Why Does Taxpayer Money go to a Big Meat Lobbying Group?
Each year a trade group representing the beef industry collects more than $40 million in tax dollars to promote its agenda and battle political opponents. It’s an unusual arrangement, considering that most lobbying organizations rely on private funding to fund their activities.
It all began in the 1980s, during efforts to help the plight of farmers who were struggling to stay in business. Legislation adopted by Congress that decade created the beef “check-off” program, in which cattle ranchers were forced to pay $1 per head to state beef councils. These councils in turn give money to the U.S. Department of Agriculture (USDA), which winds up distributing around $40 million annually to promoting the beef industry.
The recipient of this promotional money is the National Cattlemen’s Beef Association (NCBA), which buys ads to encourage Americans to eat more beef and pays lobbyists to fight off efforts by animal rights groups and others advocating policies the NCBA opposes.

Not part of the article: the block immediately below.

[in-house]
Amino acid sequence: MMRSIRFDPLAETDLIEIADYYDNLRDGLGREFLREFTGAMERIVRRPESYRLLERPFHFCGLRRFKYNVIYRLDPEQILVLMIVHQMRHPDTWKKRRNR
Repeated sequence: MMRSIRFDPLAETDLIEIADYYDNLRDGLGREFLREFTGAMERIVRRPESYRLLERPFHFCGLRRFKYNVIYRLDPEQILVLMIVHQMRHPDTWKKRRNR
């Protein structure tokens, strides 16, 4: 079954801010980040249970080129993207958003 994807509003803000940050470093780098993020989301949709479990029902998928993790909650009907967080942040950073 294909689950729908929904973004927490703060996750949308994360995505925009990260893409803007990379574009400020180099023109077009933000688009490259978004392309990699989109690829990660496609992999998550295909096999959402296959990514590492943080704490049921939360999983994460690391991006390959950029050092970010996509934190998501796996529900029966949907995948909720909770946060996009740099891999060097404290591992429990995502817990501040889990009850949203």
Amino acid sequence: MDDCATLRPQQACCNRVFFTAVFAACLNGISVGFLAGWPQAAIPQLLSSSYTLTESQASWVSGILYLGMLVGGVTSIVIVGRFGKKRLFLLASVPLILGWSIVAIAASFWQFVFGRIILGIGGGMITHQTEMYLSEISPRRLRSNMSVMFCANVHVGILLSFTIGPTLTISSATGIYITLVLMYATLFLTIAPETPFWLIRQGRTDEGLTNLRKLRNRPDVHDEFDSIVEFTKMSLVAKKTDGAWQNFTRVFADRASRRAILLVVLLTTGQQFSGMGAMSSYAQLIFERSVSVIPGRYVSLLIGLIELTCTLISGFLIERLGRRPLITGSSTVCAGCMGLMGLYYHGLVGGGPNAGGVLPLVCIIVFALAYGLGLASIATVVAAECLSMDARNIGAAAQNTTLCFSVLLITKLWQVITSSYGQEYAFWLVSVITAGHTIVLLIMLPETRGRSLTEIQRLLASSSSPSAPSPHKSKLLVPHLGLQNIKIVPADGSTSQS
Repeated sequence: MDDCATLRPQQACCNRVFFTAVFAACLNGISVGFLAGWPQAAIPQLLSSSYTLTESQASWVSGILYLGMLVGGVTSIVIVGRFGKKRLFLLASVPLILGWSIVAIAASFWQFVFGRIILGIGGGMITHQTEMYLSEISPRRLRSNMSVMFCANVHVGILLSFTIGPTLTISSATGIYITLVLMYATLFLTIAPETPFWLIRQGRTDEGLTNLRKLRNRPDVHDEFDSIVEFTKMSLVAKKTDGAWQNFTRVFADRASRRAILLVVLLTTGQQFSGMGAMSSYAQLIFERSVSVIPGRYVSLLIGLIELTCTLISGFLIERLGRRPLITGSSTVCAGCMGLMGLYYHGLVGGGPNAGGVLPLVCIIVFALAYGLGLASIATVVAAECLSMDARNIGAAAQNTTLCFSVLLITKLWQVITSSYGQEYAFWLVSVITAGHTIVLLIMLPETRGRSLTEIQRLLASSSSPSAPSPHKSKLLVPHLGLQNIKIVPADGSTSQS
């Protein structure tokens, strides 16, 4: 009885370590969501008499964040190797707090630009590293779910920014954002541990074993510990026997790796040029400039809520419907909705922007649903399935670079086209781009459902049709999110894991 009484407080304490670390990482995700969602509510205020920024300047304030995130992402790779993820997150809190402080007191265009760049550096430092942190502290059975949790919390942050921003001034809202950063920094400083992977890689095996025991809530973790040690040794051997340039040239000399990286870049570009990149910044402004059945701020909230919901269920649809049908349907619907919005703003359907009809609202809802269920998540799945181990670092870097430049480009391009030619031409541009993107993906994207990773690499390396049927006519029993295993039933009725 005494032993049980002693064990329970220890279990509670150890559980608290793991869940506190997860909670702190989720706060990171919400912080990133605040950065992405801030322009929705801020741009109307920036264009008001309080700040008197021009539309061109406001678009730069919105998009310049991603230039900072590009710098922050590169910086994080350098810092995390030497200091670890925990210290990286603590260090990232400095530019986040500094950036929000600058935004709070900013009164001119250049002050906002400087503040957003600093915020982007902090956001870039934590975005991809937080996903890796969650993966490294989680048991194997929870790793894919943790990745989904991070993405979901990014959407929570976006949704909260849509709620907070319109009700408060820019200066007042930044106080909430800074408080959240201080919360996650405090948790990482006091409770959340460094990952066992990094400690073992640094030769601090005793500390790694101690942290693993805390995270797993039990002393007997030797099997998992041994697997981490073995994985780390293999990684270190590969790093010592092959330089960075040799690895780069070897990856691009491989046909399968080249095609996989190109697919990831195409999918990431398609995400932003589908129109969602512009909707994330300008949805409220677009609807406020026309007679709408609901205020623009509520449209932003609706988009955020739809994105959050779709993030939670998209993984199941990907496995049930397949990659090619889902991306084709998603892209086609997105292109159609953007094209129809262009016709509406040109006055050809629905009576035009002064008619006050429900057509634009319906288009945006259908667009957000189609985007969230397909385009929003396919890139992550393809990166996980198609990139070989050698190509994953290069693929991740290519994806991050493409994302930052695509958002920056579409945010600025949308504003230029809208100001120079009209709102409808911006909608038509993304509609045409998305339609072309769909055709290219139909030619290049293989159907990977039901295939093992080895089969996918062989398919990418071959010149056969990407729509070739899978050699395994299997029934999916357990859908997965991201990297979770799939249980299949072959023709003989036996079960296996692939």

The NCBA has over time lost many of its cattlemen members, “while more and more complain that the NCBA presses for policies that undermine their own way of life and the public’s interest by favoring large packers and other corporate giants,” according to Siddhartha Mahanta at the Washington Monthly. Four large corporations—Cargill, Tyson Foods, JBS, and National Beef Packing—now control 85% of the meat-packing business.
Mahanta reports that the organization’s membership has declined markedly, from 40,000 in 1994 to 26,000 today. As a result, more than 90% of its funding comes not from membership dues, but public money. Without the check-off money, rancher Steve Charter said, the NCBA “would have a pretty tough time keeping going.”
Its lobbying activities include fighting proposals that are overwhelmingly supported by the American people. For instance, the NCBA has joined a lawsuit involving other trade groups representing meat-packers seeking to block the USDA’s plan requiring the industry to label meat being sold so consumers know if it is coming from within the U.S. or other countries.
This strategy runs counter to what most consumers want. A 2013 poll by the Consumer Federation of America revealed that 87% of respondents favored mandatory country-of-origin labeling for beef, and 90% support a mandate for food producers to disclose whether the beef was processed domestically.
To Learn More:
Big Beef (by Siddhartha Mahanta, Washington Monthly)
Beef Checkoff Feud Exposes Divide within Cattle Industry (by Peggy Lowe, Harvest Public Media)
Michael Callicrate v. U.S. Department of Agriculture (U.S. District Court, Kansas) (pdf)
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